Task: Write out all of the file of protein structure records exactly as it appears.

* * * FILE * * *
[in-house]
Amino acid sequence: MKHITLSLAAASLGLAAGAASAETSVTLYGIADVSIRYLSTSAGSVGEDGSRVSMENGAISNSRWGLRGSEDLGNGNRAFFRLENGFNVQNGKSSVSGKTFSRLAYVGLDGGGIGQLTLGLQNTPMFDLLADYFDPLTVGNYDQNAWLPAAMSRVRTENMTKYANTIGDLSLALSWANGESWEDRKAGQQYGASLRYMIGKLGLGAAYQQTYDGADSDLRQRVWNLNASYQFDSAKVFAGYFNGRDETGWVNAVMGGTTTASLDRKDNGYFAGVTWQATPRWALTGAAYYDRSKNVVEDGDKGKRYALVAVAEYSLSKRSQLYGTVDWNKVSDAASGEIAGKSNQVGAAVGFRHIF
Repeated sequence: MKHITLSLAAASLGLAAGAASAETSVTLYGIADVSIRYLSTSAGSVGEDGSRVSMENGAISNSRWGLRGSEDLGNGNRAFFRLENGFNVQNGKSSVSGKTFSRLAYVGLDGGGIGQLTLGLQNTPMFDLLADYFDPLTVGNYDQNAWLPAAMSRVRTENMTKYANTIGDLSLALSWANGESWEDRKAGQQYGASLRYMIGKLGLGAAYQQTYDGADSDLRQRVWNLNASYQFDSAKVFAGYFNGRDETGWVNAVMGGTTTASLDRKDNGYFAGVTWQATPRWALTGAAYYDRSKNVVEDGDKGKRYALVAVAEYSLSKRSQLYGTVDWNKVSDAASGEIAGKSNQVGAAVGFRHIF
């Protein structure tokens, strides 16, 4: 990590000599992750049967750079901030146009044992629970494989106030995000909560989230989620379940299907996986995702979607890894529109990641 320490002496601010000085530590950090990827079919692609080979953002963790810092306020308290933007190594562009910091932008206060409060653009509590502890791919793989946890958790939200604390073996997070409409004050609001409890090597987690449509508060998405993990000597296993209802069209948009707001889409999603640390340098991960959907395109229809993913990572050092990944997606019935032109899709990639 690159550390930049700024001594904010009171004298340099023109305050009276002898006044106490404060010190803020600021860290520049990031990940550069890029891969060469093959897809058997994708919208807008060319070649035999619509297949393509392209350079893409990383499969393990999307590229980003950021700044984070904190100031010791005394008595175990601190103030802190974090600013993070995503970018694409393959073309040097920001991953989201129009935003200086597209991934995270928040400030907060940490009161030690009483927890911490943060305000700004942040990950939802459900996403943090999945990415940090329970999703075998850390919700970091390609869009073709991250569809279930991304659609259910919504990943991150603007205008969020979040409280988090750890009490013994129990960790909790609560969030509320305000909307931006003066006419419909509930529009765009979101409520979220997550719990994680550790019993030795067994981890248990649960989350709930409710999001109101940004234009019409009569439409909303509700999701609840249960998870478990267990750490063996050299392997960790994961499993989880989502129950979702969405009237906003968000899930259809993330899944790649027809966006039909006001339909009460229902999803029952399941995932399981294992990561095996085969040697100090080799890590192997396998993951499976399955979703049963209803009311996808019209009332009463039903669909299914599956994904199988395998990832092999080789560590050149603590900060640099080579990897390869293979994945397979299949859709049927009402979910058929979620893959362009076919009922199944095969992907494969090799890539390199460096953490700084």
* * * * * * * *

[in-house]
Amino acid sequence: MKHITLSLAAASLGLAAGAASAETSVTLYGIADVSIRYLSTSAGSVGEDGSRVSMENGAISNSRWGLRGSEDLGNGNRAFFRLENGFNVQNGKSSVSGKTFSRLAYVGLDGGGIGQLTLGLQNTPMFDLLADYFDPLTVGNYDQNAWLPAAMSRVRTENMTKYANTIGDLSLALSWANGESWEDRKAGQQYGASLRYMIGKLGLGAAYQQTYDGADSDLRQRVWNLNASYQFDSAKVFAGYFNGRDETGWVNAVMGGTTTASLDRKDNGYFAGVTWQATPRWALTGAAYYDRSKNVVEDGDKGKRYALVAVAEYSLSKRSQLYGTVDWNKVSDAASGEIAGKSNQVGAAVGFRHIF
Repeated sequence: MKHITLSLAAASLGLAAGAASAETSVTLYGIADVSIRYLSTSAGSVGEDGSRVSMENGAISNSRWGLRGSEDLGNGNRAFFRLENGFNVQNGKSSVSGKTFSRLAYVGLDGGGIGQLTLGLQNTPMFDLLADYFDPLTVGNYDQNAWLPAAMSRVRTENMTKYANTIGDLSLALSWANGESWEDRKAGQQYGASLRYMIGKLGLGAAYQQTYDGADSDLRQRVWNLNASYQFDSAKVFAGYFNGRDETGWVNAVMGGTTTASLDRKDNGYFAGVTWQATPRWALTGAAYYDRSKNVVEDGDKGKRYALVAVAEYSLSKRSQLYGTVDWNKVSDAASGEIAGKSNQVGAAVGFRHIF
């Protein structure tokens, strides 16, 4: 990590000599992750049967750079901030146009044992629970494989106030995000909560989230989620379940299907996986995702979607890894529109990641 320490002496601010000085530590950090990827079919692609080979953002963790810092306020308290933007190594562009910091932008206060409060653009509590502890791919793989946890958790939200604390073996997070409409004050609001409890090597987690449509508060998405993990000597296993209802069209948009707001889409999603640390340098991960959907395109229809993913990572050092990944997606019935032109899709990639 690159550390930049700024001594904010009171004298340099023109305050009276002898006044106490404060010190803020600021860290520049990031990940550069890029891969060469093959897809058997994708919208807008060319070649035999619509297949393509392209350079893409990383499969393990999307590229980003950021700044984070904190100031010791005394008595175990601190103030802190974090600013993070995503970018694409393959073309040097920001991953989201129009935003200086597209991934995270928040400030907060940490009161030690009483927890911490943060305000700004942040990950939802459900996403943090999945990415940090329970999703075998850390919700970091390609869009073709991250569809279930991304659609259910919504990943991150603007205008969020979040409280988090750890009490013994129990960790909790609560969030509320305000909307931006003066006419419909509930529009765009979101409520979220997550719990994680550790019993030795067994981890248990649960989350709930409710999001109101940004234009019409009569439409909303509700999701609840249960998870478990267990750490063996050299392997960790994961499993989880989502129950979702969405009237906003968000899930259809993330899944790649027809966006039909006001339909009460229902999803029952399941995932399981294992990561095996085969040697100090080799890590192997396998993951499976399955979703049963209803009311996808019209009332009463039903669909299914599956994904199988395998990832092999080789560590050149603590900060640099080579990897390869293979994945397979299949859709049927009402979910058929979620893959362009076919009922199944095969992907494969090799890539390199460096953490700084």